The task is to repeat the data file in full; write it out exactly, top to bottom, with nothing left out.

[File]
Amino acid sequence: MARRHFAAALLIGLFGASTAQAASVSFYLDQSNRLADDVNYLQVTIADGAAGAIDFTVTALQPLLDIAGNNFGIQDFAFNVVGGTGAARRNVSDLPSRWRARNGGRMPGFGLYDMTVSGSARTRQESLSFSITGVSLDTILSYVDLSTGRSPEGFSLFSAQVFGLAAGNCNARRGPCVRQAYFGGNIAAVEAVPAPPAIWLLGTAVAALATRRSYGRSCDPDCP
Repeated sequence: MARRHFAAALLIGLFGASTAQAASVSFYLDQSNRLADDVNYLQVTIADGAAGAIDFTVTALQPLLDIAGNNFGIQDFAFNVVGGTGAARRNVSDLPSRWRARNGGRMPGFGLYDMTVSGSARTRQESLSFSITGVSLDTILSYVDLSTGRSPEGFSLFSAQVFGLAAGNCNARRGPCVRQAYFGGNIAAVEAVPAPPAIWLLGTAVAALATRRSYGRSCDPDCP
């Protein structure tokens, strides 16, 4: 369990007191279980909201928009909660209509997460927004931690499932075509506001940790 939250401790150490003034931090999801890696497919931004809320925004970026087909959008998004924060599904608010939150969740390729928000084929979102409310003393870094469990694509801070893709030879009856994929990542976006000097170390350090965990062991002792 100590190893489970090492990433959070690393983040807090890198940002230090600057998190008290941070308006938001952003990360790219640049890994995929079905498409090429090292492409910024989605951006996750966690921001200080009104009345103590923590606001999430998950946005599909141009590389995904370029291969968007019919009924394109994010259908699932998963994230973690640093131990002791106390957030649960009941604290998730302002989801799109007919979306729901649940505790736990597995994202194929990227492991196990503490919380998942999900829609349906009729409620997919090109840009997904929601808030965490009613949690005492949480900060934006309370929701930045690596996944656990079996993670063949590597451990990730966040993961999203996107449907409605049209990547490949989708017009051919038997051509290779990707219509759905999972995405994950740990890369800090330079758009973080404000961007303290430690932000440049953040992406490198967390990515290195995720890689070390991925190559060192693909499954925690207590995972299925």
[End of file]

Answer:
Amino acid sequence: MARRHFAAALLIGLFGASTAQAASVSFYLDQSNRLADDVNYLQVTIADGAAGAIDFTVTALQPLLDIAGNNFGIQDFAFNVVGGTGAARRNVSDLPSRWRARNGGRMPGFGLYDMTVSGSARTRQESLSFSITGVSLDTILSYVDLSTGRSPEGFSLFSAQVFGLAAGNCNARRGPCVRQAYFGGNIAAVEAVPAPPAIWLLGTAVAALATRRSYGRSCDPDCP
Repeated sequence: MARRHFAAALLIGLFGASTAQAASVSFYLDQSNRLADDVNYLQVTIADGAAGAIDFTVTALQPLLDIAGNNFGIQDFAFNVVGGTGAARRNVSDLPSRWRARNGGRMPGFGLYDMTVSGSARTRQESLSFSITGVSLDTILSYVDLSTGRSPEGFSLFSAQVFGLAAGNCNARRGPCVRQAYFGGNIAAVEAVPAPPAIWLLGTAVAALATRRSYGRSCDPDCP
């Protein structure tokens, strides 16, 4: 369990007191279980909201928009909660209509997460927004931690499932075509506001940790 939250401790150490003034931090999801890696497919931004809320925004970026087909959008998004924060599904608010939150969740390729928000084929979102409310003393870094469990694509801070893709030879009856994929990542976006000097170390350090965990062991002792 100590190893489970090492990433959070690393983040807090890198940002230090600057998190008290941070308006938001952003990360790219640049890994995929079905498409090429090292492409910024989605951006996750966690921001200080009104009345103590923590606001999430998950946005599909141009590389995904370029291969968007019919009924394109994010259908699932998963994230973690640093131990002791106390957030649960009941604290998730302002989801799109007919979306729901649940505790736990597995994202194929990227492991196990503490919380998942999900829609349906009729409620997919090109840009997904929601808030965490009613949690005492949480900060934006309370929701930045690596996944656990079996993670063949590597451990990730966040993961999203996107449907409605049209990547490949989708017009051919038997051509290779990707219509759905999972995405994950740990890369800090330079758009973080404000961007303290430690932000440049953040992406490198967390990515290195995720890689070390991925190559060192693909499954925690207590995972299925």